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Fish grow popular as American pets
MISSISSIPPI STATE -- With low startup costs, easy maintenance and good looks, freshwater fish are staking their claim as a popular American pet.
Dr. Skip Jack, aquatic medicine specialist at Mississippi State University's College of Veterinary Medicine, said more money is spent on aquaria, fish, food and equipment than on dogs and cats.
"Fish are the No. 1 pet animal in the United States," Jack said.
Part of their popularity is due to them making ownership easy.
"Once the tank is established, feed them daily and give them periodic water changes," Jack said. "They're very low maintenance if you change their water on schedule and don't overfeed them. Most fish don't need a lot of light and get along with room light just fine."
Salt water fish have an entirely different set of requirements and are not as easy to keep.
Water quality issues are the biggest problems most fish owners face, and the biggest of these issues is too much ammonia in the tank. Jack said fish waste products and excess fish food decompose into ammonia in the water. When ammonia builds up too high, it can kill the fish.
"Everything you put in the tank has to be cleaned out of the water," Jack said.
Filters do much of this task for the aquarium. Jack said mechanical filters have a biological component as microbes grow up in the filter and break down the ammonia into a nontoxic form. He recommended under-gravel, powered filters as the best choice. These systems have pipes that run up the back of the aquarium and use air stones to draw water through the gravel. External power filters siphon water through a polyester "wool" at the back of the tank.
Vacuum the gravel about once a month to remove sediment that accumulates on the aquarium floor. Further protect water quality by doing a 10 to 15 percent water change twice a month, eliminating some of the nitrogen that builds up as the ammonia is broken down.
"By doing partial water changes, you can cut down on algae problems as nitrate in the water promotes algae growth," Jack said. "You can limit the amount of algae in an aquarium by keeping it away from sunlight and not leaving the light on all the time. Also, some fish eat algae and can be fun to watch."
Before putting fish into a new tank, Jack said tanks should be established first. To establish a tank, set up the equipment, fill the tank with water and let the system run for a week to 10 days. Put one small fish, such as a hardy goldfish, in the water initially or a small amount of ammonia to let the bacteria in the filter build up and get the biologic filter operational.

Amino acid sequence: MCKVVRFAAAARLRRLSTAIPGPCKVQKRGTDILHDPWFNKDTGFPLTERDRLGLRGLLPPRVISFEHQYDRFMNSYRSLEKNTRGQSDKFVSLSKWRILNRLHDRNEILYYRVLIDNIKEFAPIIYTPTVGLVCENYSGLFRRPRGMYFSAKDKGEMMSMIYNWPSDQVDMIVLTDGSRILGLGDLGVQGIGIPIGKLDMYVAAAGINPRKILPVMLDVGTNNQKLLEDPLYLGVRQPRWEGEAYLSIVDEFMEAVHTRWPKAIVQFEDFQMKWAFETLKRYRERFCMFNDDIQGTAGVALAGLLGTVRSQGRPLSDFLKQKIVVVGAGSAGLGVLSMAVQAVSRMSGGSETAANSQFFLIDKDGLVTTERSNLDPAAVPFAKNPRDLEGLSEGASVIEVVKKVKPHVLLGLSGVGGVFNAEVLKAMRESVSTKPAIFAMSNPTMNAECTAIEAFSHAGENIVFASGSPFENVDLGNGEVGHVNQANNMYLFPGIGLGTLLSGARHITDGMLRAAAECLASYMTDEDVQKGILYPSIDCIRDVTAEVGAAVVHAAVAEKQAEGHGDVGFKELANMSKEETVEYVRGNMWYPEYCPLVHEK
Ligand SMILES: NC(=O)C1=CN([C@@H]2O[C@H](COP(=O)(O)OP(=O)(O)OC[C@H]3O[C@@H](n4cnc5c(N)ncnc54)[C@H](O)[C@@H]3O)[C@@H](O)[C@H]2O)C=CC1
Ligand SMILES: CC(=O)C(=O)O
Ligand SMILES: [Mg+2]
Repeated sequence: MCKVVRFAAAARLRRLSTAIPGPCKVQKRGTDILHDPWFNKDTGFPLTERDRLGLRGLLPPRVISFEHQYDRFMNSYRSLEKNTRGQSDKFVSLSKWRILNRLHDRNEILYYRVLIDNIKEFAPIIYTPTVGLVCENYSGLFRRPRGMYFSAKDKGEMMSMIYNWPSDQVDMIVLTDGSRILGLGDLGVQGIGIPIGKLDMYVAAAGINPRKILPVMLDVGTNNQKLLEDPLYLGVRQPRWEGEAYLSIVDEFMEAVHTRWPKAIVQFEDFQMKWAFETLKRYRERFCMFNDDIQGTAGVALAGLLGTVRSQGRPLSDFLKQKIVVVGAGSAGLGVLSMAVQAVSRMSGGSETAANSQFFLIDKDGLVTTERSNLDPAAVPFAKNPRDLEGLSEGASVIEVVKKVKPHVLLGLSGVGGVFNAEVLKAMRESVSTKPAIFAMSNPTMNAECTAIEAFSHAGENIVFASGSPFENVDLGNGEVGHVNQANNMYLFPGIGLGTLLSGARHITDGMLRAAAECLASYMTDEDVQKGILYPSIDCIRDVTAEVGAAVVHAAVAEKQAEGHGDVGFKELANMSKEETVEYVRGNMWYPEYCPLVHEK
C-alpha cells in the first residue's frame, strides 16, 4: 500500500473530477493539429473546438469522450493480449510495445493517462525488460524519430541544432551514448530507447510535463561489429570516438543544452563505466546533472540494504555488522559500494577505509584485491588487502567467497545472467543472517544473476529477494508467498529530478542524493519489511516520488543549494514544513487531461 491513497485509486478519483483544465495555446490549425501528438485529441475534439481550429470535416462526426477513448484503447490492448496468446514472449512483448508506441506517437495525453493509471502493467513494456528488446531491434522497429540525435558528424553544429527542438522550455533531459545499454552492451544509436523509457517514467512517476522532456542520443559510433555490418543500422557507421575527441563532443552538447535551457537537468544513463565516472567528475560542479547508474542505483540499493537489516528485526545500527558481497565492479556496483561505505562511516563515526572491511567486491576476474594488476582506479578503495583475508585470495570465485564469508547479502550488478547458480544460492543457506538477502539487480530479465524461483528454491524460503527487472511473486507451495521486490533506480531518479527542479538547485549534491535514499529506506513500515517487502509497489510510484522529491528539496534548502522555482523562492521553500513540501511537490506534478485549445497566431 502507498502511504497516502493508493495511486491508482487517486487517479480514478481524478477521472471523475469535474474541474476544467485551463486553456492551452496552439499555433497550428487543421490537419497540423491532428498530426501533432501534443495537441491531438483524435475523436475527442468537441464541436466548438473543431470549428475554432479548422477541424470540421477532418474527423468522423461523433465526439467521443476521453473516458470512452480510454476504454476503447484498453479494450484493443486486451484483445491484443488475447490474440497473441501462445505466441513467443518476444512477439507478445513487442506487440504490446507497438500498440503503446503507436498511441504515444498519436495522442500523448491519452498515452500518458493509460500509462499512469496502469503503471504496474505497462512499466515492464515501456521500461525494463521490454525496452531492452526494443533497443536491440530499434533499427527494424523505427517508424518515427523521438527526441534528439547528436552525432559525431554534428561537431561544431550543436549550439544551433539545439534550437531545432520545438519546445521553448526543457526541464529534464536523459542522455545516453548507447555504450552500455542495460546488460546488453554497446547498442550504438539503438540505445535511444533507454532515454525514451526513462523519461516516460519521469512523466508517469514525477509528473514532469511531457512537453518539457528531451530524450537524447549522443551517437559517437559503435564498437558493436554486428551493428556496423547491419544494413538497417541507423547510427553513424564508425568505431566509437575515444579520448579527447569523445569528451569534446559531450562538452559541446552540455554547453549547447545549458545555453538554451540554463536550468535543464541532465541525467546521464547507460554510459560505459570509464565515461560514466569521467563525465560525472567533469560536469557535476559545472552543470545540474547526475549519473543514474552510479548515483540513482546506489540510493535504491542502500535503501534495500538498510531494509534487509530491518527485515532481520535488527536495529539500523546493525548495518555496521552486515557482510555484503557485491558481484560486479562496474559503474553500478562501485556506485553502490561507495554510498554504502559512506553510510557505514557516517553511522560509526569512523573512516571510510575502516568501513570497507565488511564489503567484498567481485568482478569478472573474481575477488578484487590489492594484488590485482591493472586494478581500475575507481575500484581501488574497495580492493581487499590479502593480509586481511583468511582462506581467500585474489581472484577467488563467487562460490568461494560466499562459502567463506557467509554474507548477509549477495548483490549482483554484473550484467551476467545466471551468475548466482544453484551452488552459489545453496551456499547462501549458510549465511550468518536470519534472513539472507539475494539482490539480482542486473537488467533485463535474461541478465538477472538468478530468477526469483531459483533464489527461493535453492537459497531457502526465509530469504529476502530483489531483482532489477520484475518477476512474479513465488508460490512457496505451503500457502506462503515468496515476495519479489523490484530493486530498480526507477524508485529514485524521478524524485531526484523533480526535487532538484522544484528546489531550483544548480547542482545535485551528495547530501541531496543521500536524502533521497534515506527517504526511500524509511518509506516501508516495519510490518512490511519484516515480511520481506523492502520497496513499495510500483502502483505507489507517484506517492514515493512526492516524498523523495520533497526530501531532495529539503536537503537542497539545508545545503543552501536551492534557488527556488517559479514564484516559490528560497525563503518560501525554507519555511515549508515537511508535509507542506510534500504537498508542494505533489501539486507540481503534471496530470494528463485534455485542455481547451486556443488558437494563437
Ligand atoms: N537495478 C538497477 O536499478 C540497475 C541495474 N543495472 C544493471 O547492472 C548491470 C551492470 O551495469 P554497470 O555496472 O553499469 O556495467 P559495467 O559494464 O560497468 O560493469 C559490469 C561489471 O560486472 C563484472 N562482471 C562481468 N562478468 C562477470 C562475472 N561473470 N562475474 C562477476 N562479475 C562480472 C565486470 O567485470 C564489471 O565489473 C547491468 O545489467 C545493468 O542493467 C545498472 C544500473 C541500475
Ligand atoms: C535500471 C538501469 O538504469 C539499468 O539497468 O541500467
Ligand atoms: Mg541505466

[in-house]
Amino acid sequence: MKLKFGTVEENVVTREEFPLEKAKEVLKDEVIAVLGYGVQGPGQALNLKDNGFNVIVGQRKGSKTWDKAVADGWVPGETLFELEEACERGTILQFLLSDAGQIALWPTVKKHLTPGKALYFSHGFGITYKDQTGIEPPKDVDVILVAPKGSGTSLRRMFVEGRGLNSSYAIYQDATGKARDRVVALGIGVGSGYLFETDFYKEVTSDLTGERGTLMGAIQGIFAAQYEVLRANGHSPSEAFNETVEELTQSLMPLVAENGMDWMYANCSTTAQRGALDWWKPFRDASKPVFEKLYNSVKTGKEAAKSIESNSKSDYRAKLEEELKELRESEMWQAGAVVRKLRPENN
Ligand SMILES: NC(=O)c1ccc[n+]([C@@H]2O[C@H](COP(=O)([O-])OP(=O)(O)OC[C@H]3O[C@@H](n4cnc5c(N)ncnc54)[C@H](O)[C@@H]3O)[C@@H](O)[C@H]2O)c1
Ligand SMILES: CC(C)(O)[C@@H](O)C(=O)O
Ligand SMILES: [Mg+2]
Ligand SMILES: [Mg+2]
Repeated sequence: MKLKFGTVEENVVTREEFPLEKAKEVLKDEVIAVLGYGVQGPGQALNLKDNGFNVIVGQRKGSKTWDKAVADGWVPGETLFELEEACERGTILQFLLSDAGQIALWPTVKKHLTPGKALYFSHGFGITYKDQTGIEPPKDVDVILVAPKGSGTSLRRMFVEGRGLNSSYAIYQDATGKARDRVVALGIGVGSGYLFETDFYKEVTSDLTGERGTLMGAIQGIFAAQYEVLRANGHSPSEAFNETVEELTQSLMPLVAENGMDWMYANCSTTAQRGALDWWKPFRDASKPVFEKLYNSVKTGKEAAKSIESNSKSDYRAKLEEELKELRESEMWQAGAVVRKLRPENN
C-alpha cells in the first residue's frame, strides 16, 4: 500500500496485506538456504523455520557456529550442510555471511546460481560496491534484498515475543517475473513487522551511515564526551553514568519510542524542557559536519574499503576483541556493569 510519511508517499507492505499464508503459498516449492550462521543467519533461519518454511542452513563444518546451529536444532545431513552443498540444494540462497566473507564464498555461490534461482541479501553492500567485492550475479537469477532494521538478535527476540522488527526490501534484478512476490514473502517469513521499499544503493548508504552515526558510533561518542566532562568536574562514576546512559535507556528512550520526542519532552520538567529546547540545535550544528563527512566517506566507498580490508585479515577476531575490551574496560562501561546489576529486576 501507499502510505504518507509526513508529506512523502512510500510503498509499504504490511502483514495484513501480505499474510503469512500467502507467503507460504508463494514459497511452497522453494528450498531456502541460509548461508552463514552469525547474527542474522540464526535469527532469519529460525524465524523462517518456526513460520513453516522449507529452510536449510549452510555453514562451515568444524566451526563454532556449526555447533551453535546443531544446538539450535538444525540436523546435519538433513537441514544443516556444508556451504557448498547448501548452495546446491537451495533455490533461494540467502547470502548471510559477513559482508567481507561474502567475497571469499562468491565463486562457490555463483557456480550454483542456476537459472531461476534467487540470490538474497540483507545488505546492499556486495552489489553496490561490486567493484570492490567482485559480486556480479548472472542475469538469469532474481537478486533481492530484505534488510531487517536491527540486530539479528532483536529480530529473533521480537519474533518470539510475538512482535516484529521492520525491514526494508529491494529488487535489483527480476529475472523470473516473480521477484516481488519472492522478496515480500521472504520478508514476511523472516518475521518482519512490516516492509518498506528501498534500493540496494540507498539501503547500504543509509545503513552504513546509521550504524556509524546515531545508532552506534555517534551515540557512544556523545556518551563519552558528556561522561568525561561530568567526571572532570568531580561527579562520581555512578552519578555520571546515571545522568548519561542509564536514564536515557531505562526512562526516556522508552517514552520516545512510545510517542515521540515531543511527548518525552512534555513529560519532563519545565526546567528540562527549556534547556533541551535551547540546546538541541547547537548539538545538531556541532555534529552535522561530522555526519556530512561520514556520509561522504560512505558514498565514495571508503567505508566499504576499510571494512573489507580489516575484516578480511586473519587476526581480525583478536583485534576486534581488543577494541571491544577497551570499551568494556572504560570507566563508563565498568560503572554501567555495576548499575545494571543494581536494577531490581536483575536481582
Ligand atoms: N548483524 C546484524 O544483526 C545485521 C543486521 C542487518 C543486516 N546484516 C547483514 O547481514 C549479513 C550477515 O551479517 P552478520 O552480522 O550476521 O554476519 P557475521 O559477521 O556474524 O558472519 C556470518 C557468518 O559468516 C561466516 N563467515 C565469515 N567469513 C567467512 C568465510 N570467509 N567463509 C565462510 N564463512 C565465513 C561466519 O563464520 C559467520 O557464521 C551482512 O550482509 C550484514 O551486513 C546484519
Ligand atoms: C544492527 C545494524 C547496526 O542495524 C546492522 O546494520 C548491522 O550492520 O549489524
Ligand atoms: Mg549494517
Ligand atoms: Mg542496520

"If you set up a new tank and put too many fish right in the water, in about three days you'll have fish dying as the ammonia builds up so fast it kills the fish before the biologic filter is established and can break down the ammonia," Jack said.
Jack said a serious mistake newcomers to the hobby make is to assume that all fish are alike. In reality, they have very different preferences and requirements, including light and temperature, pH, salt or fresh water, pristine or murky water, and aggressive individual or schooling habits.
"In the wild, fish choose where to go, but in an aquarium, you choose for them," Jack said. "Most fish will adapt and live in almost anything, but that doesn't mean they'll thrive. Fish that are stressed have duller colors, reduced activity and are more prone to diseases."
The basic rule for how many fish is appropriate in a tank is one inch of fish per gallon of water. Using this rule, a 10-gallon tank can be stocked with one 10-inch fish, two 5-inch fish or 10 1-inch fish. Stocking at a higher rate requires more maintenance and may produce problems.
A final note of caution is when stocking new fish or live plants to an existing aquarium. Jack recommended owners place these in a quarantine tank for a few days to ensure that they are healthy and only buy from reputable dealers. A 72-hour return policy will not help if the new fish is sick and infects the entire tank with a disease.
Backyard ponds are another popular way of keeping fish, with koi and fancy goldfish ideal for these locations. Jack said the pond should be more than 2 feet deep if owners plan to leave the fish in it all year. At this depth, fish can swim to the bottom and survive when the pond freezes over. Break the ice to allow for oxygen exchange.
For more information, contact: Dr. Skip Jack, (662) 325-1311